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Article
Primitivism, Humanism, and Ambivalence: Cobra and Post-Cobra
Res (2011)
  • Karen Kurczynski, University of Massachusetts - Amherst
  • Nicola Pezolet
Abstract

Examines the issue of primitivism in the Cobra movement and its aftermath, with specific attention to the role of Ernest Mancoba in the movement. The article observes that the Cobra artists were ambivalent on the subject of primitivism--some, like Karel Appel, taking a classic modernist primitivist approach while others, like Asger Jorn, Ejler Bille, and Constant, rejected the racist assumptions of primitivism in the search for a modern "folk art." We conclude that the discourse of primitivism entered a crisis in the postwar period in tandem with its opposing discourse, humanism, which began to break down as a "universal" western system of ideas due to the overt violence of WWII and the urgency and violence of decolonization. Mancoba appears newly important as an artist at the heart of this nexus of concerns.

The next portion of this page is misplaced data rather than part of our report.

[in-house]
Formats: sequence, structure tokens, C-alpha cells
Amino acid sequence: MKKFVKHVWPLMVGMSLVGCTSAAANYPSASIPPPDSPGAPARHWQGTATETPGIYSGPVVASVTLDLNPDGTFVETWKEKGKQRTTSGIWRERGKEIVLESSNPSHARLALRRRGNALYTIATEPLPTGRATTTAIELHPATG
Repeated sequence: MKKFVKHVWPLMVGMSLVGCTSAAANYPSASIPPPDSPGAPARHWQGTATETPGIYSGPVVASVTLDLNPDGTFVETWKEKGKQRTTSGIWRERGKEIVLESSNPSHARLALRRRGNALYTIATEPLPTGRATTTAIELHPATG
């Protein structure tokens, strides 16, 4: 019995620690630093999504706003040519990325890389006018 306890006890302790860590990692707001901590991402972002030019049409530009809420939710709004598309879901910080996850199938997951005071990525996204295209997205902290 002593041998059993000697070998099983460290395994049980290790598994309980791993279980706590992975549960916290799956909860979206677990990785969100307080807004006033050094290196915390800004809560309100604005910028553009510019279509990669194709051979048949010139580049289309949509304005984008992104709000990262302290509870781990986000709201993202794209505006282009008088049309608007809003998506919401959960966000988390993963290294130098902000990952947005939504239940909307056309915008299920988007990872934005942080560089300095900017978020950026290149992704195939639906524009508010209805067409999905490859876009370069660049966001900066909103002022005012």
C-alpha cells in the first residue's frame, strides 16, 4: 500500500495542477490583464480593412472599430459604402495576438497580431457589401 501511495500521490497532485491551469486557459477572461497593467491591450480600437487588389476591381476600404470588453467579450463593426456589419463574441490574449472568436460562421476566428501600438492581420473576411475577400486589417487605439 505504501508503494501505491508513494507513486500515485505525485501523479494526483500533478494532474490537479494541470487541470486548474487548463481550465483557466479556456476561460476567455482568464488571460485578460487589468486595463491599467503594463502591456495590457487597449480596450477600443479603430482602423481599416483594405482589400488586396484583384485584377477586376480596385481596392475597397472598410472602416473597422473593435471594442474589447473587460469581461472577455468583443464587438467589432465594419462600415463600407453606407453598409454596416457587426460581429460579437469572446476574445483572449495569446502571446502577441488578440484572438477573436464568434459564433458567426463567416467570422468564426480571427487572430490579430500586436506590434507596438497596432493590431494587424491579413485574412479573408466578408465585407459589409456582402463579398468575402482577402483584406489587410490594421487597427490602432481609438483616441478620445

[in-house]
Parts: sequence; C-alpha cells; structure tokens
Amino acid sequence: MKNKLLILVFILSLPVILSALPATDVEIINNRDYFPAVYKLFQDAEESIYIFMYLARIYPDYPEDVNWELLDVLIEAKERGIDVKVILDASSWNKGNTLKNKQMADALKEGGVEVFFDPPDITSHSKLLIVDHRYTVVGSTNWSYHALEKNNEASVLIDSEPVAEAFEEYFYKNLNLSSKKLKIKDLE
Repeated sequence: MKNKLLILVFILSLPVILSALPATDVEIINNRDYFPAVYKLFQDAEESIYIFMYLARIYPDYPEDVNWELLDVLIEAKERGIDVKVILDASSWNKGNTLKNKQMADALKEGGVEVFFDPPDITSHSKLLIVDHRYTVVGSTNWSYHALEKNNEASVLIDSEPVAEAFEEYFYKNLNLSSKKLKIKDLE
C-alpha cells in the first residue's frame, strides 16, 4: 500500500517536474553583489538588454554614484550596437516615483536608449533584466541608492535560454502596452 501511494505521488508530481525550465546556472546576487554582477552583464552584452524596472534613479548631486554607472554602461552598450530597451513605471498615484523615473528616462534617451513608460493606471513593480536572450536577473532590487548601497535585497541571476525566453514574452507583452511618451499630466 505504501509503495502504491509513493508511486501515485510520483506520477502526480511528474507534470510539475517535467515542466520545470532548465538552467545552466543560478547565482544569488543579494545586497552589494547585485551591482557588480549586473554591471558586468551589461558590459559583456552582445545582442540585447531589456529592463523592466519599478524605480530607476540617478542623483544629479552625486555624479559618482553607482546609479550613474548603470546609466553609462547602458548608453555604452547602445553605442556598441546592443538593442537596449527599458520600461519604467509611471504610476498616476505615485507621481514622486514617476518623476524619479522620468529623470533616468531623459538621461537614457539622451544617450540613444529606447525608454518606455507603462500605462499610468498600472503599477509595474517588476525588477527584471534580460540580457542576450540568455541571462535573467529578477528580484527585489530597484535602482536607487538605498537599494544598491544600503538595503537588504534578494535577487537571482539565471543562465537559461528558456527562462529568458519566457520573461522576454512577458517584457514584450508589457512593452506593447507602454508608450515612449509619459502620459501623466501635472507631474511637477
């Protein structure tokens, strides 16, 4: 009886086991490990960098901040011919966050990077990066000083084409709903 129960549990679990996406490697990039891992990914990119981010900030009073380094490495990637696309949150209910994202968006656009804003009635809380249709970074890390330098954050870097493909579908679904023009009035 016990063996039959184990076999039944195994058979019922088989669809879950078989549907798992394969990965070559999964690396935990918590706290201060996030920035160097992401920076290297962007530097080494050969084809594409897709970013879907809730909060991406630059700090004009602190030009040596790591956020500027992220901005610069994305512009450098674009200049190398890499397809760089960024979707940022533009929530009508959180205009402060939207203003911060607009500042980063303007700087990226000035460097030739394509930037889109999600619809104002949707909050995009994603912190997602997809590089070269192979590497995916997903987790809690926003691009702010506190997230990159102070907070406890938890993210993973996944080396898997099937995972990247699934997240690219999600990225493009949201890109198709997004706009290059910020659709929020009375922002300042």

Keywords
  • Primitivism,
  • Cobra,
  • Mancoba,
  • Jorn,
  • Constant,
  • New Babylon,
  • MIBI,
  • Helhesten,
  • Humanism
Publication Date
Spring 2011
Citation Information
Karen Kurczynski and Nicola Pezolet. "Primitivism, Humanism, and Ambivalence: Cobra and Post-Cobra" Res Vol. 59/60 (2011)
Available at: http://0-works.bepress.com.library.simmons.edu/kkurczynski/2/